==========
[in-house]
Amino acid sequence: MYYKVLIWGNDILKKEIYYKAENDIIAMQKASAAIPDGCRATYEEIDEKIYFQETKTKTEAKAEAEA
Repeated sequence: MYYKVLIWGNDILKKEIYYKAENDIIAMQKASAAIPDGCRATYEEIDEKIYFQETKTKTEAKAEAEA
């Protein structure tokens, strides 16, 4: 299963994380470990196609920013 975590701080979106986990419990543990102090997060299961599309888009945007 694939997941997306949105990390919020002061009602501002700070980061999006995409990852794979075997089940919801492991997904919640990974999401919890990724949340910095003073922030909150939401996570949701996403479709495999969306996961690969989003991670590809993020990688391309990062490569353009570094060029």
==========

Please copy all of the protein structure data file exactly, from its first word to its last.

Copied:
[in-house]
Amino acid sequence: MYYKVLIWGNDILKKEIYYKAENDIIAMQKASAAIPDGCRATYEEIDEKIYFQETKTKTEAKAEAEA
Repeated sequence: MYYKVLIWGNDILKKEIYYKAENDIIAMQKASAAIPDGCRATYEEIDEKIYFQETKTKTEAKAEAEA
């Protein structure tokens, strides 16, 4: 299963994380470990196609920013 975590701080979106986990419990543990102090997060299961599309888009945007 694939997941997306949105990390919020002061009602501002700070980061999006995409990852794979075997089940919801492991997904919640990974999401919890990724949340910095003073922030909150939401996570949701996403479709495999969306996961690969989003991670590809993020990688391309990062490569353009570094060029």